When my mother and I used to take walks together in the woods, she used get so excited, red in the face, with the finding of some simple plane hidden beneath the pine straw. I could hardly see the thing, a rattlesnake orchid for instance, or understand her excitement over it. As an explanation for her glee, she would say, “I have a low threshold for pleasure,” and this is exactly what Dillard is saying with her pennies and the novel as a whole: The world is a mystery, but it is all beautiful, big and small, and we can find peace by opening our senses and experiencing it on all levels. For if we need the great to bring us joy, then there may be a long wait in-between our discoveries. But as Dillard says, ”since the world is in fact planted in pennies, you have with your poverty bought a lifetime of days” (15).
With this beauty there is also death in the world, and suffering. Van Gogh said the world “is a study that didn’t come off” (69). We can’t understand why, or even if this is true; it is a mystery. How does Dillard reconcile this blunt fact with her pennies? To the contrary of Van Gogh, Dillard quotes Einstein saying, “God is subtle, but not malicious, . . . nature conceals her mystery by means of her essential grandeur, not by her cunning” (7). It is beyond us to understand, but we are still alive, still conscious beings with a life to live—or so we perceive ourselves. We react to death and suffering with our fear and our religious morality. These things, as good mystics know, can be distilled, alchemized. Remember Whitman, “the smallest sprout shows there is really no death” (Whitman 27). Dillard buts it this way:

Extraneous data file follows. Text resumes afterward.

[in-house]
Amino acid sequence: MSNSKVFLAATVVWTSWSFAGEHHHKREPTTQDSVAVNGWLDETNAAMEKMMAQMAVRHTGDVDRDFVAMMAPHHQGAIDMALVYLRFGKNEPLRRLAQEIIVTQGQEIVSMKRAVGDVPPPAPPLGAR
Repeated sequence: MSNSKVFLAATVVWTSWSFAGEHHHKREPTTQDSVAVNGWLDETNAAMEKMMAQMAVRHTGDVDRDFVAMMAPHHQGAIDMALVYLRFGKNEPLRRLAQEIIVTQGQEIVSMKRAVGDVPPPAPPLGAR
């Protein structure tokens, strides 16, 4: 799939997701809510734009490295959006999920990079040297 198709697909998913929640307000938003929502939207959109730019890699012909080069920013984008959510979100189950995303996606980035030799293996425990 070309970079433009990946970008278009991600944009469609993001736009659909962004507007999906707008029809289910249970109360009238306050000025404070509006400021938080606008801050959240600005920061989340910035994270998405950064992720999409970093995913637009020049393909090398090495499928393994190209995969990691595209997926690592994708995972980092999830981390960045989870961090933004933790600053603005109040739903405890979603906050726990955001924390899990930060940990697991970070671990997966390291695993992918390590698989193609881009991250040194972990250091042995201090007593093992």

The world has signed a pact with the devil; it had to. It is a covenant to which every thing, even every hydrogen atom, is bound. The terms are clear: if you want to live, you have to die; you cannot have mountains and creeks without space, and space is a beauty married to a blind man. The blind man is Freedom, or Time, and he does not go anywhere without his great dog Death. (181)